Solo debuts can be tricky business, but fans of Michael Nau’s since-retired project Cotton Jones can take heart with “Mowing.” As on past projects, melody is the Marylander’s strong suit here. She lets her inner child take the pen — “unorthodox paradox in a pair of Doc’s,” she raps on “All I Need” — as often as the wise matriarch on her shoulder. “Change,” a highlight, has him on one of the album’s finest beats, bemoaning the horrors du jour in an attempt to materialize someone — anyone — who can catalyze evolution. But through familiar horn stabs and marching-band rhythms, Warner is her own artist, with a poetic sensibility that eclipses most rappers her age. The band has cut a niche for itself that few others can claim: The drunk punk with the heart of gold, up one day and down the next, but always worth your time. Iris DeMent sang that album’s stand-out titular song, and she returns to help Prine take on the country-western “Who’s Gonna Take the Garbage Out,” a bickering duet between irascible lovers that was first popularized by Loretta Lynn and Ernest Tubb. Cole
The longer J. The genre’s simmering rhythms drag that much slower at points, its major keys pitched down almost imperceptibly. As serious as that sounds, the album is as fun as it is frank, like on the indelible “Foldin Clothes,” which cuts true romance down to its maturest essence: “I wanna fold clothes for you!” Marital duty never sounded so sexy. And that Radiohead LP? Weyes Blood’s “Front Row Seat to Earth” is one of 2016’s best overlooked albums. Enough said. Through failed come-ons and awkward conversations, the Saskatchewan native makes you feel for his wobbly attempts to navigate love, even after you realize he’s something of a social anti-hero. Wife Whitney McGraw joins in for songs like “Maralou,” a down-tempo tiki lounge foxtrot tacked up by shimmering synths. “Front Row Seat to Earth,” Weyes Blood
Was there an album released this year with a more loaded title than Weyes Blood’s “Front Row Seat to Earth”? “Why Are You OK” is merely a variation on the emotive stomp-a-longs that the alt-Americana rock outfit has been putting out for the last 12 years, and that’s more than all right. Here, that materializes in songs that weigh emotional damage control (“Hag”) and the value and harm of a critical voice always barking in your ear (“Solemn Oath”). Below, dig into 10 of 2016’s unjustly overlooked albums. Pigeonholed as he may be by his folk roots, “Mowing” explores more than just his Appalachian trappings. It sounds like a nightmare based on a memory. Infusing songs with disquieting tales of injustice (“Killing Time”) and a literal (if reductive) “History Lesson,” the producer has attempted to weaponized dance music for political engagement.
Behind singer Eddie Vedder and other original members Mike McCready, Stone Gossard and Jeff Ament, Pearl Jam remains active and is a popular live act. Britain’s Yes, known for its complex compositions, was a leader of the 1970s progressive rock movement. Shakur was shot and killed after attending a boxing match in Las Vegas in 1996, a murder that has spawned conspiracy theories but remains unsolved. The rock hall also said Tuesday it would give a special award to Nile Rodgers, whose disco-era band Chic failed again to make the cut after its 11th time nominated. Its 6.8 million iTunes sales makes it the most-bought song on that platform from the pre-digital era, according to Nielsen SoundScan. Blue Sky” and “Don’t Bring Me Down.” The band essentially exists now in leader Jeff Lynne’s imagination and home studio and had a mildly successful comeback a year ago. The hall’s award for musical excellence to songwriter and guitarist Rodgers is no consolation prize. Journey’s 1981 song “Don’t Stop Believin’” was given new life by being featured in the closing scene of HBO’s “The Sopranos” and became a favorite of a new generation. Former singer Steve Perry, estranged from the band for many years, offers some potential rock hall drama: will he show up for his induction? Founding bass player Chris Squire, the one constant in many years of personnel changes, died in June 2015. In this Sept. Electric Light Orchestra got its start melding classical influences to Beatles-influenced pop, and charted with “Evil Woman,” “Mr. Vedder is no newcomer to rock hall ceremonies, having given induction speeches for Neil Young and the Ramones. Baez’s own “Diamonds and Rust” in 1975 was one of her biggest hits. While Shakur, Baez, Pearl Jam and ELO were elected this year in their first time on the ballot, Chic has endured years of disappointment. When disco cooled, Rodgers became one of the hottest producers in the business, behind the boards for some of the ’80s most indelible albums: David Bowie’s “Let’s Dance,” Madonna’s “Like a Virgin” and the B-52’s “Cosmic Thing.”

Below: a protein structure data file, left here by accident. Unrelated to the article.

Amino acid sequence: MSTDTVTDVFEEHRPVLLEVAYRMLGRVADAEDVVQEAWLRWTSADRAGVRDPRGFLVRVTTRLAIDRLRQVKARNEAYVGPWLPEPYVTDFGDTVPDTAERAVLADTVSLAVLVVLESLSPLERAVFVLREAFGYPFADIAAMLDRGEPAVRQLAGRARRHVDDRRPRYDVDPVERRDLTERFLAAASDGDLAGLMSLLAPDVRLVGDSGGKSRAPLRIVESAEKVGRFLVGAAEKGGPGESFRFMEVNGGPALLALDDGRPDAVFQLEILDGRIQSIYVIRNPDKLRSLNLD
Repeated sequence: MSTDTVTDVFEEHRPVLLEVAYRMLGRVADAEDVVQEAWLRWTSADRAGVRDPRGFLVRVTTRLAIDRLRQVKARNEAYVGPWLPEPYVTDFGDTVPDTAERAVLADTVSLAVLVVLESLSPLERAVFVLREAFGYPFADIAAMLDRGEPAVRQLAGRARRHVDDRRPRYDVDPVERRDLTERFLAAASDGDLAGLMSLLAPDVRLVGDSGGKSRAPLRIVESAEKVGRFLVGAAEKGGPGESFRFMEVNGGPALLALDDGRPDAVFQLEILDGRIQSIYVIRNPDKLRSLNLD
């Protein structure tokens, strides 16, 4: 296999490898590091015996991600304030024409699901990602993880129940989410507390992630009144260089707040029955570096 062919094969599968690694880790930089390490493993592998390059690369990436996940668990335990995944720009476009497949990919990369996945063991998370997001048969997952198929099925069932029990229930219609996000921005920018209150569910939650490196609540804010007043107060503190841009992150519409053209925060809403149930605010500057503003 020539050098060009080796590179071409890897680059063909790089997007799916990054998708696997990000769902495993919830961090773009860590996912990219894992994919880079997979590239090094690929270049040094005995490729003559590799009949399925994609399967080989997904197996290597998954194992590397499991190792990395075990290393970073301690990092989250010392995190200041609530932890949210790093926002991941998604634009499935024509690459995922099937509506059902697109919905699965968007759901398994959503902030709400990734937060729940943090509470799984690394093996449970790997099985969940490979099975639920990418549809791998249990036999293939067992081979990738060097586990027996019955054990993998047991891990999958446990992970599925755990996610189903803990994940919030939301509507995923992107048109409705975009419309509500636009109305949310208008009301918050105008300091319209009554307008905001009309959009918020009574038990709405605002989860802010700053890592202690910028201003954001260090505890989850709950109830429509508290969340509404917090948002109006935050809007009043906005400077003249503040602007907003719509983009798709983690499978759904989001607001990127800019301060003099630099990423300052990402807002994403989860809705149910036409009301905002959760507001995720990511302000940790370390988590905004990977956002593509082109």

This story was first published on DenverPost.com “Changes,” “Keep Ya Head Up,” “Ambitionz Az a Ridah” and “Life Goes On” are among his best-known songs. 2, 2012, file photo, Pearl Jam performs at the “Made In America” music festival in Philadelphia. Baez will be inducted only months after her 1960s paramour, Bob Dylan, was awarded the Nobel Prize for Literature. HBO will show highlights later, with SiriusXM doing a radio broadcast. Yes’ hits include “I’ve Seen All Good People,” “Roundabout” and “Owner of a Lonely Heart,” and its fans have waged a vociferous campaign to see them honored. She was known primarily as an interpreter of others’ songs, introducing Dylan to a wider audience at the beginning of his career. Pearl Jam exploded in popularity from the start in the early 1990s behind songs like “Alive,” “Jeremy” and “Even Flow.” After Nirvana, it is the second band with roots in Seattle’s grunge rock scene to make the hall. NEW YORK — The late rapper Tupac Shakur and Seattle-based rockers Pearl Jam lead a class of Rock and Roll Hall of Fame inductees that also include folkie Joan Baez and 1970s favorites Journey, Yes and Electric Light Orchestra. Chic, led by Rodgers and the late Bernard Edwards, has become the rock hall’s version of Susan Lucci and her long quest to win a Daytime Emmy. Their affair ended badly in 1965, for which Dylan later apologized. Baez was a political activist and mainstay of the folk movement, performing at the first Newport Folk Festival at age 19 in 1959. Founding member Neal Schon was quoted in Billboard recently saying that there are so many non-rock artists in the hall that “I don’t really care about being there.” He did allow that it would be nice for fans of the band, never a critical favorite. Only 25 when he died, Shakur left behind a trove of music that was released posthumously. The hall’s 32nd annual induction ceremony will take place on April 7 at Barclays Center in Brooklyn.